Sunday, 8 July 2007

Shared difference, self-belief, and a rational humanism


In this first post I just want to introduce myself and (off the top of my head) outline a few of the themes you can expect to find in this blog in the future.

As described in my Profile, I've gone from Christian to free thinker and (I like to think) deep thinker. I've replaced my belief in God with a belief in people – people who can: (1) choose to create our own meaning and purpose in their lives; (2) choose to find happiness in good deeds, and in causes 'higher' than our own selves; (3) take responsibility for their own actions, thoughts, feelings, and their own responses to situations even if/when they cannot control those situations; (4) find opportunity (the opportunity to demonstrate dignity and integrity) even in hardship; (5) believe in themselves so that they KNOW they can cope with setbacks, and that they are capable of making good things happen; (6) make their knowledge secure, or tested against real experience....

Now, in later posts I will offer some essays and arguments well supported by wider reading. I'll be drawing on Existentialist and Humanist foundations, and taking ideas from my study of Psychotherapy. My work will be influenced by philosophers, authors, and therapists, including the following: Aldous Huxley, Satre, Camu, Carl Rogers, Victor Frankl, Rollo May, Irvin Yalom, Richard Dawkins, Richard Carrier, and others....

Here, in brief summary, are a few of themes I'd like to go into:

1. Shared difference: as a therapist I am often brought back to my idea of "shared difference". We are all the same in the sense that we are all different (sorry if this sounds needlessly paradoxical). In some general senses perhaps we all want similar things: love, and meaning, for example. But different things bring love and meaning to different people, in very different ways. We all require the confidence to be ourselves, so that we can then (with confidence) pursue what we want. This means leaving aside other people's traditions and conditions, and indeed religions.

2. Self-belief: "we cannot fight the enemy we cannot see", as Freud rightly said. We need awareness of our limitations in order to know what to change, yet an appreciation of our strengths and our potential is what enables change to occur. That's my one big tip, and 'the secret': believe in yourselves and you WILL cope with setbacks - you will turn setbacks into successes, and whoever pushes you down you WILL take responsibility for picking yourself back up; and you WILL make good things happen. We can be proud of ourselves, without being full of ourselves - confidence isn't boasting, becaue confidence is secure! Of course no one is perfect, not in every way, so no one can acheive great things or win approval from others all the time. Thus if we base self-worth on acheivement or approval we are resting on very shakey ground. On a pragmatic level, therefore, the most useful thing is to believe in ourselves (as ourselves) unconditionally. Just by being ourselves (one of a kind!) we are being valuable.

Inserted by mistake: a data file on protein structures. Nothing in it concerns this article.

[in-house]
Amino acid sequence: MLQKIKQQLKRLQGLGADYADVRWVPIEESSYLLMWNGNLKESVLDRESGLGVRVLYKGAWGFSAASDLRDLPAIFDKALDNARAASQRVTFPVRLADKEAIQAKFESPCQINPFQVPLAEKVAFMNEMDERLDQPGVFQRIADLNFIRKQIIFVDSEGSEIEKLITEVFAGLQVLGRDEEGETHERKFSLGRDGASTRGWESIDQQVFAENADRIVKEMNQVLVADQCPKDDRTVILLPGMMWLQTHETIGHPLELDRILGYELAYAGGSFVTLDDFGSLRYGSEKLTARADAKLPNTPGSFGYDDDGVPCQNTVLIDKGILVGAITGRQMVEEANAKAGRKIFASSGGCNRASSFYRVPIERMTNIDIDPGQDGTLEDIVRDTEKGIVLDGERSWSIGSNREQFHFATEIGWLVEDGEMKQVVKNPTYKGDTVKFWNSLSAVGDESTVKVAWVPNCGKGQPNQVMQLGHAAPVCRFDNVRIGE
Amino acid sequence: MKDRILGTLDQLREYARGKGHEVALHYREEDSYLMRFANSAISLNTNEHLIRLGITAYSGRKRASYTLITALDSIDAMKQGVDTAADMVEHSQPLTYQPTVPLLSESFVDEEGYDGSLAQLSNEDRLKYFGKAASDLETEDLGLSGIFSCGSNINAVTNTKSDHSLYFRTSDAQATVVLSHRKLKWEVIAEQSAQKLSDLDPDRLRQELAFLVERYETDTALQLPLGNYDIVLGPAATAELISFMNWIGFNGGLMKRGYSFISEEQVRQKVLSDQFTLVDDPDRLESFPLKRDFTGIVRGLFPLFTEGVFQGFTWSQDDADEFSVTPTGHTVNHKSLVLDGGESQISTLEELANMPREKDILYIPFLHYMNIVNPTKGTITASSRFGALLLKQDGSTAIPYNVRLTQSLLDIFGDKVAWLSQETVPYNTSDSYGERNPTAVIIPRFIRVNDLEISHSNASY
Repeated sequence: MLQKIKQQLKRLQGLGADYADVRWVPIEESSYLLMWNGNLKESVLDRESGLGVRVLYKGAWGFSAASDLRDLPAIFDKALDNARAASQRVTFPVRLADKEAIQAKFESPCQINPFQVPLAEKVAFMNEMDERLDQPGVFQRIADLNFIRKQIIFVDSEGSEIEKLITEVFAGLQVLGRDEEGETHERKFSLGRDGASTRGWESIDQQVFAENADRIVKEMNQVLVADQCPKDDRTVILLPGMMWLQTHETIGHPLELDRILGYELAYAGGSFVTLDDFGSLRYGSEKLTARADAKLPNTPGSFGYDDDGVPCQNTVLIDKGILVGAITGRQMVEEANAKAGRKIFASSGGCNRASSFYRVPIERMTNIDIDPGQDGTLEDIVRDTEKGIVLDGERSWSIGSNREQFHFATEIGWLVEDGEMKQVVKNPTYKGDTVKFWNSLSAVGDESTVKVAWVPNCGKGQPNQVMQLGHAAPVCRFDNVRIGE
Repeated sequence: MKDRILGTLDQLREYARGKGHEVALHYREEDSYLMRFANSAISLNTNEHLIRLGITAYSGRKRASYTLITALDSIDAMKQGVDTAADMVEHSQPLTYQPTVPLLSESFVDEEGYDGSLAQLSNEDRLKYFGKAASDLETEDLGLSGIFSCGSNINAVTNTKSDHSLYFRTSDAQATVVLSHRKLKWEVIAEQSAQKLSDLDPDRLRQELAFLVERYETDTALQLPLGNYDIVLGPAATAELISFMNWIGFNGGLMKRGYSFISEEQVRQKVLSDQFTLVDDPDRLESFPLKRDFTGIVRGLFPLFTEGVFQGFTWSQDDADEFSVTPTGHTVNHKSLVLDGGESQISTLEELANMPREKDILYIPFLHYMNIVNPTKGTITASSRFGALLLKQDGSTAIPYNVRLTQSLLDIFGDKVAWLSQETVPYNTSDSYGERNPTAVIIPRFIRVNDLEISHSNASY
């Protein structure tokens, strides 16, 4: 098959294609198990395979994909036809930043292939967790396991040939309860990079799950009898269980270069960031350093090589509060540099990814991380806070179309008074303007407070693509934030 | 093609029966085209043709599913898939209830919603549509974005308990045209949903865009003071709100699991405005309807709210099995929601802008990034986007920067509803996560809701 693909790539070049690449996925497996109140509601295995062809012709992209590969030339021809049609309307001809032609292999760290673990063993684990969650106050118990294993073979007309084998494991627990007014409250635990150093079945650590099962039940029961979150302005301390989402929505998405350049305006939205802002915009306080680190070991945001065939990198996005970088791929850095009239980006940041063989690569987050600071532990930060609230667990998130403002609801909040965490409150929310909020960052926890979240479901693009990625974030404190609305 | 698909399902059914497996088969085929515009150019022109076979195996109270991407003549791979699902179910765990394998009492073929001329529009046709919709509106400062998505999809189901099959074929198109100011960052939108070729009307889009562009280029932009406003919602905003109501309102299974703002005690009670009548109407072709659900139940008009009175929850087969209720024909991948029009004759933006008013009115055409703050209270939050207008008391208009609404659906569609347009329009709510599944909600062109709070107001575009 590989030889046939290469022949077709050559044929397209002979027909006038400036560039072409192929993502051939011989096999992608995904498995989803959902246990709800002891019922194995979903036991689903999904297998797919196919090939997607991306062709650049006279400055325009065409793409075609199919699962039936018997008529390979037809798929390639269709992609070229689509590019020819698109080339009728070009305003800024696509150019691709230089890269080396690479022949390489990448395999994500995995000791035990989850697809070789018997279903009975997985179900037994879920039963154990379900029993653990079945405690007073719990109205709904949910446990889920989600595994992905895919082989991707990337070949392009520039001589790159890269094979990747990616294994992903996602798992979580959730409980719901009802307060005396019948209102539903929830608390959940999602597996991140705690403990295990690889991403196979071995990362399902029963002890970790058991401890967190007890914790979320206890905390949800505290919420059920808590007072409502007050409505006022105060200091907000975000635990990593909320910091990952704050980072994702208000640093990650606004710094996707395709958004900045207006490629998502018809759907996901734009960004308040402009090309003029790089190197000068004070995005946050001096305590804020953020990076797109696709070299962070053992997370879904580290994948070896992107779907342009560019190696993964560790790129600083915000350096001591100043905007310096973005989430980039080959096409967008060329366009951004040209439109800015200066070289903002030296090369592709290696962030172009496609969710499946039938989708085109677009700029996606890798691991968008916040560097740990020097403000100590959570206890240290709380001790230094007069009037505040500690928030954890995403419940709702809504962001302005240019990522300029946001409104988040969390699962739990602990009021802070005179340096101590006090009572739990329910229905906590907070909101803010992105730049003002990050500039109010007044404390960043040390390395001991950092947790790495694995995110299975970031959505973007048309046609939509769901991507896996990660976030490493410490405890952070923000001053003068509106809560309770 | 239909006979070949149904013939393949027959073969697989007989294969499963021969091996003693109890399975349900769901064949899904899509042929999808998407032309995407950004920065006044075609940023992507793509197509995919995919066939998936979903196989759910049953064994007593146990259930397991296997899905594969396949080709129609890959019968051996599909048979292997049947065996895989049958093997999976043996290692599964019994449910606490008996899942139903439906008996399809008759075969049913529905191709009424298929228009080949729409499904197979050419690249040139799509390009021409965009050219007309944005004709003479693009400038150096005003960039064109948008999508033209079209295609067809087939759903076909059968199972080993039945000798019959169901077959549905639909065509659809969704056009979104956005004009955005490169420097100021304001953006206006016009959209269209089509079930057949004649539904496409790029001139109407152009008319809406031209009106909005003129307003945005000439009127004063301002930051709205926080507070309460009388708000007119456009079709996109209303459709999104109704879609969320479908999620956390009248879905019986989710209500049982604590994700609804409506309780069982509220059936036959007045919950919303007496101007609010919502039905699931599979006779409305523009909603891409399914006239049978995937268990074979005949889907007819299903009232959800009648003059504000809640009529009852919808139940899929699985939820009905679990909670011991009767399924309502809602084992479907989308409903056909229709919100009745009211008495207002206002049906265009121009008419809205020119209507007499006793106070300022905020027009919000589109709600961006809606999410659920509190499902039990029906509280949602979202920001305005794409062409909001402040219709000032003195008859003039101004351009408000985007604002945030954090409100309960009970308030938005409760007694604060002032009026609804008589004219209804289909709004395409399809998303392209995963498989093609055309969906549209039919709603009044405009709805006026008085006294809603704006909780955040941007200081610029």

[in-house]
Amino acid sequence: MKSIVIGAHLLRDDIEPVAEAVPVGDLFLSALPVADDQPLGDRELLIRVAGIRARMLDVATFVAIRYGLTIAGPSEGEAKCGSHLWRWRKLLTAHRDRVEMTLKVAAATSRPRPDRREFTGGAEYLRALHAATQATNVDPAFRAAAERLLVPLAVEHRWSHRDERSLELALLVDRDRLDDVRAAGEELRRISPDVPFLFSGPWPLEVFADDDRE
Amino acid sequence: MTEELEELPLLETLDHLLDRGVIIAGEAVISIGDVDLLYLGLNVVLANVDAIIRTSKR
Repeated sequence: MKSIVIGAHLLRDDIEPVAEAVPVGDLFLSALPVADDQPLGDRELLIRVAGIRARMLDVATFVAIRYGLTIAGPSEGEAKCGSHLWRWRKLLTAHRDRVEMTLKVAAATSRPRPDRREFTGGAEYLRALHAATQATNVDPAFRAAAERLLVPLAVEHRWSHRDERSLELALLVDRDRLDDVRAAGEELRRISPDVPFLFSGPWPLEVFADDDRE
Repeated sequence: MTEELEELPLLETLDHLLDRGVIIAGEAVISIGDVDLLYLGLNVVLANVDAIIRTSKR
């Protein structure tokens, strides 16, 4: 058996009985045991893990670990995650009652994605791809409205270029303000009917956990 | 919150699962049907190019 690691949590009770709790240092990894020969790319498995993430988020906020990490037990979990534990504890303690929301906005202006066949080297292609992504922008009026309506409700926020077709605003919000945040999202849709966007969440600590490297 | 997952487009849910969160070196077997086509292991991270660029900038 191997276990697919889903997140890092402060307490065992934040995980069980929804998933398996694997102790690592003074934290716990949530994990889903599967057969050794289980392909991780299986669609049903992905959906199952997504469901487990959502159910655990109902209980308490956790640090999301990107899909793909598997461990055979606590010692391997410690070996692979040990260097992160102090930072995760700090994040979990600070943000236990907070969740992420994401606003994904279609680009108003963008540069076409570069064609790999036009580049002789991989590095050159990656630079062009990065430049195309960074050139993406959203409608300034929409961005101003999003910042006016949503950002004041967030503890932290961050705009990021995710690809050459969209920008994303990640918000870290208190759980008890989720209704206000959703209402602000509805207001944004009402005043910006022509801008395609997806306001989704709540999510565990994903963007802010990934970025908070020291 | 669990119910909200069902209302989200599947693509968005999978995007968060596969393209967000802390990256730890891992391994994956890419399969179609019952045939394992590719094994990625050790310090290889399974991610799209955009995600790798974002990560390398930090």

3. Experience precedes truth, not visa versa: I'm a believer in empirically observable states of affairs (i.e. things that exist), so I'm no believer in karma or reincarnation anymore than I'm a believer in aliens called Zippie. However, I like Buddhist psychology because it puts experience before truth. In contrast other religions posit a truth, and require us to somehow shape our experiences (our hopes, and feelings) so that they fit that truth. There is no one objective truth, or one way that we can all (with our different languages, backgrounds, and intellects) see. There is no abstract (Platonic) essence of love, joy, sadness, nor any abstract essence of objects like doornails or rubber ducks. Further, if we pursue some abstract concept that we read about, or conjure up, we miss the real thing. Love, for example, happens when we surrender to the experience, NOT when we pre-plan the feeling before we've felt it (!!) and they tray to make the experience fit the concept.

4. Rational Humanism: If we all went around believing in things without evidence or reason it could all get very silly. People could be discussing the occurance of flying pink elephants (most Thursdays at lunch time). Or closer to home, people could believe in fairies, alien abduction, or indeed 72 virgins in Heaven if they die as martyrs.... How about this: we could believe that God made human beings who are capable of sin, even though He knew well that He (in his RIghteousness) could have no association with sin. We could believe in a God who just wasn't capable of forgiving us when we did in fact sin – at least not without inflicting some punishment, hence the need to allow his son to be crucified. Although a crucifixion may seem to take a bad situation and make things worse, we could nevertheless believe that this privileged Son of God somehow took our sins on himself so we don't have to do anything to go to heaven - or, that is, we don't have to do anything EXCEPT believe all this rediculous stuff without any direct experience or evidence. Oh dear: were having enough trouble explaining how our Universe came into being - why add to the problem by creating the question, "how did this God come into being?"? Yes, without evidence or reason things CAN get very silly.

In any case, these are just a few initial ideas. I'd love to hear opinions and feedback, and I hope to be open to, and respectful of, different opinions. I don't believe in things "beyond experience", but I am very eager to broaden my experience. Teach me, I want to learn, and to empower myself through that...


1 comment:

Anonymous said...

Il semble que vous soyez un expert dans ce domaine, vos remarques sont tres interessantes, merci.

- Daniel